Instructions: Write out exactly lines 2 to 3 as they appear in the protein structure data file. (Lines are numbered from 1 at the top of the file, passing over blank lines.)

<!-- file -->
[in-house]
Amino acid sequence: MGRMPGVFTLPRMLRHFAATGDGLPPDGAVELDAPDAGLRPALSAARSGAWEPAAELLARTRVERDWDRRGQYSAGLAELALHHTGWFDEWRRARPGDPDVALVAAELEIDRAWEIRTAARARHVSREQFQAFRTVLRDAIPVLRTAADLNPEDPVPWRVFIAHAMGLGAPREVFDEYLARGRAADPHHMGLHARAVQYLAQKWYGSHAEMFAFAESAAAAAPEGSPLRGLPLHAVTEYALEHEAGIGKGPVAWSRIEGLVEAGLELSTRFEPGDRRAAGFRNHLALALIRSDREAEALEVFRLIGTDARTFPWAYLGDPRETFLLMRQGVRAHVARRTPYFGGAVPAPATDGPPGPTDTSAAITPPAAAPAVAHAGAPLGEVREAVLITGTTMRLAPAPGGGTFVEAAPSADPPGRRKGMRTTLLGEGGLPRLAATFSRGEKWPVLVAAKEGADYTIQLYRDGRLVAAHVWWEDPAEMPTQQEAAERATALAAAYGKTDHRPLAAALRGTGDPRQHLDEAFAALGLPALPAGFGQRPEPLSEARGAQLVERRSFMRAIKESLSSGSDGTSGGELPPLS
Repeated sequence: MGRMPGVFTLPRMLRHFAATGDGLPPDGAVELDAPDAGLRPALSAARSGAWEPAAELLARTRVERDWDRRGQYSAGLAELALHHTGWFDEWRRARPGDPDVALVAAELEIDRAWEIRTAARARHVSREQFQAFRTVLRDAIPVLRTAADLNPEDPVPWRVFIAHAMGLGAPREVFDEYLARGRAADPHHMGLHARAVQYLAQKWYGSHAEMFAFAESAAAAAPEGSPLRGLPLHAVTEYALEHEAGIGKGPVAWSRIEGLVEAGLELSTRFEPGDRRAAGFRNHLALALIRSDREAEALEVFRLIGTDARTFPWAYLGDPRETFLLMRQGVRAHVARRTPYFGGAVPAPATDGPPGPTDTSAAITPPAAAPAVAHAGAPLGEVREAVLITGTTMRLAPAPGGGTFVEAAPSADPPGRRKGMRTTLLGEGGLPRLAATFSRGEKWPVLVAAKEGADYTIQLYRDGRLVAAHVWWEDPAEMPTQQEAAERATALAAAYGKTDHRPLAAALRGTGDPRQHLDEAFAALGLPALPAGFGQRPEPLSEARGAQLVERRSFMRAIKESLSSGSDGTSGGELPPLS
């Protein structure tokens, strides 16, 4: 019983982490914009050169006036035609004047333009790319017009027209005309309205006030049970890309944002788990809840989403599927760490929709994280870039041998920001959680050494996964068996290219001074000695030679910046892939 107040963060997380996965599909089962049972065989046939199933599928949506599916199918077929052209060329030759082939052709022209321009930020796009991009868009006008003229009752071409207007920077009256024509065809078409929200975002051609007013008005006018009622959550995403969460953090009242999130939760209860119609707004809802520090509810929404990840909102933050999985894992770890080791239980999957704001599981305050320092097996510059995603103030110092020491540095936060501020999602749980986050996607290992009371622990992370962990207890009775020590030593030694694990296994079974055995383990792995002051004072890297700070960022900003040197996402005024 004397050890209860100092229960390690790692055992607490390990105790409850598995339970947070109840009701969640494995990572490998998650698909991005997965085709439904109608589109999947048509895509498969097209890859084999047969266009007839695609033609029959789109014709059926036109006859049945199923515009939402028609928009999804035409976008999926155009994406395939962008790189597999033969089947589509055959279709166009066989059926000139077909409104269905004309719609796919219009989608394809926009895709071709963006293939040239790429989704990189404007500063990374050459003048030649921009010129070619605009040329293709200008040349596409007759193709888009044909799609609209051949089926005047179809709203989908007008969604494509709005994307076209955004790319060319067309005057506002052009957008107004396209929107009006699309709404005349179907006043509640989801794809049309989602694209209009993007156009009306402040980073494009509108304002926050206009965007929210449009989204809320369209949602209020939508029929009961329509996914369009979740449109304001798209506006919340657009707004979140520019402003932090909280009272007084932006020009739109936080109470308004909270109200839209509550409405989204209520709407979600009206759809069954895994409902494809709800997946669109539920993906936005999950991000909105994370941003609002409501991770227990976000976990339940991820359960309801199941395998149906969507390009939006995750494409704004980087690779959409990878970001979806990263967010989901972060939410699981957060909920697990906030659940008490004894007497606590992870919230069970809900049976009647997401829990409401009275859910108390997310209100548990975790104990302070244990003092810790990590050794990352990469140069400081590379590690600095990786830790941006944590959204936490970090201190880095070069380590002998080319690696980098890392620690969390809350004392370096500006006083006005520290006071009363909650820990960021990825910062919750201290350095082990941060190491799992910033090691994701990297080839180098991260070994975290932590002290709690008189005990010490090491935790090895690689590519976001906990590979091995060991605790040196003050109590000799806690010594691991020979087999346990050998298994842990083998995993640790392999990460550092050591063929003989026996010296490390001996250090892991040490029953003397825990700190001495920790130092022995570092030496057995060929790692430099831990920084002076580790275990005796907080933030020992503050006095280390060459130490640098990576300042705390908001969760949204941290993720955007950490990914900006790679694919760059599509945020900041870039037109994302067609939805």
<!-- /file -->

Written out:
Amino acid sequence: MGRMPGVFTLPRMLRHFAATGDGLPPDGAVELDAPDAGLRPALSAARSGAWEPAAELLARTRVERDWDRRGQYSAGLAELALHHTGWFDEWRRARPGDPDVALVAAELEIDRAWEIRTAARARHVSREQFQAFRTVLRDAIPVLRTAADLNPEDPVPWRVFIAHAMGLGAPREVFDEYLARGRAADPHHMGLHARAVQYLAQKWYGSHAEMFAFAESAAAAAPEGSPLRGLPLHAVTEYALEHEAGIGKGPVAWSRIEGLVEAGLELSTRFEPGDRRAAGFRNHLALALIRSDREAEALEVFRLIGTDARTFPWAYLGDPRETFLLMRQGVRAHVARRTPYFGGAVPAPATDGPPGPTDTSAAITPPAAAPAVAHAGAPLGEVREAVLITGTTMRLAPAPGGGTFVEAAPSADPPGRRKGMRTTLLGEGGLPRLAATFSRGEKWPVLVAAKEGADYTIQLYRDGRLVAAHVWWEDPAEMPTQQEAAERATALAAAYGKTDHRPLAAALRGTGDPRQHLDEAFAALGLPALPAGFGQRPEPLSEARGAQLVERRSFMRAIKESLSSGSDGTSGGELPPLS
Repeated sequence: MGRMPGVFTLPRMLRHFAATGDGLPPDGAVELDAPDAGLRPALSAARSGAWEPAAELLARTRVERDWDRRGQYSAGLAELALHHTGWFDEWRRARPGDPDVALVAAELEIDRAWEIRTAARARHVSREQFQAFRTVLRDAIPVLRTAADLNPEDPVPWRVFIAHAMGLGAPREVFDEYLARGRAADPHHMGLHARAVQYLAQKWYGSHAEMFAFAESAAAAAPEGSPLRGLPLHAVTEYALEHEAGIGKGPVAWSRIEGLVEAGLELSTRFEPGDRRAAGFRNHLALALIRSDREAEALEVFRLIGTDARTFPWAYLGDPRETFLLMRQGVRAHVARRTPYFGGAVPAPATDGPPGPTDTSAAITPPAAAPAVAHAGAPLGEVREAVLITGTTMRLAPAPGGGTFVEAAPSADPPGRRKGMRTTLLGEGGLPRLAATFSRGEKWPVLVAAKEGADYTIQLYRDGRLVAAHVWWEDPAEMPTQQEAAERATALAAAYGKTDHRPLAAALRGTGDPRQHLDEAFAALGLPALPAGFGQRPEPLSEARGAQLVERRSFMRAIKESLSSGSDGTSGGELPPLS